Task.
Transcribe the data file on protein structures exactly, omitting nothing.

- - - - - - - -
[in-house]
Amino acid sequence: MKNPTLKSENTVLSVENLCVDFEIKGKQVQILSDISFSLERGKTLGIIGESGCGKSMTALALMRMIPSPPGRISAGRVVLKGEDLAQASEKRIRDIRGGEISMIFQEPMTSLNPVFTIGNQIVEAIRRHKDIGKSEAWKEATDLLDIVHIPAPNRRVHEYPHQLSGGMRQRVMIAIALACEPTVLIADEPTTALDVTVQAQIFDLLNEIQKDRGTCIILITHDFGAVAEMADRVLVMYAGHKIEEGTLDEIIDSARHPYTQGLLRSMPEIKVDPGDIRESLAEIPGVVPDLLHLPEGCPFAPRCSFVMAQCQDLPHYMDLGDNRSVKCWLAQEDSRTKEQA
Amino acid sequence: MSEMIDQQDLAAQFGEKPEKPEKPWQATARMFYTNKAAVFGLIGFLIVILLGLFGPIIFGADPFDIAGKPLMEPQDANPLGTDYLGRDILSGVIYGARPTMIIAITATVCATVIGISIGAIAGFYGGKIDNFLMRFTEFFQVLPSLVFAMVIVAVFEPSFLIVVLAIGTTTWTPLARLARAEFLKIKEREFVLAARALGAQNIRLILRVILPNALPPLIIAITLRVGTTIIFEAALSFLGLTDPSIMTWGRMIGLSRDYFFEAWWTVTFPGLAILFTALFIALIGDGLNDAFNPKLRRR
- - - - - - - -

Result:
[in-house]
Amino acid sequence: MKNPTLKSENTVLSVENLCVDFEIKGKQVQILSDISFSLERGKTLGIIGESGCGKSMTALALMRMIPSPPGRISAGRVVLKGEDLAQASEKRIRDIRGGEISMIFQEPMTSLNPVFTIGNQIVEAIRRHKDIGKSEAWKEATDLLDIVHIPAPNRRVHEYPHQLSGGMRQRVMIAIALACEPTVLIADEPTTALDVTVQAQIFDLLNEIQKDRGTCIILITHDFGAVAEMADRVLVMYAGHKIEEGTLDEIIDSARHPYTQGLLRSMPEIKVDPGDIRESLAEIPGVVPDLLHLPEGCPFAPRCSFVMAQCQDLPHYMDLGDNRSVKCWLAQEDSRTKEQA
Amino acid sequence: MSEMIDQQDLAAQFGEKPEKPEKPWQATARMFYTNKAAVFGLIGFLIVILLGLFGPIIFGADPFDIAGKPLMEPQDANPLGTDYLGRDILSGVIYGARPTMIIAITATVCATVIGISIGAIAGFYGGKIDNFLMRFTEFFQVLPSLVFAMVIVAVFEPSFLIVVLAIGTTTWTPLARLARAEFLKIKEREFVLAARALGAQNIRLILRVILPNALPPLIIAITLRVGTTIIFEAALSFLGLTDPSIMTWGRMIGLSRDYFFEAWWTVTFPGLAILFTALFIALIGDGLNDAFNPKLRRR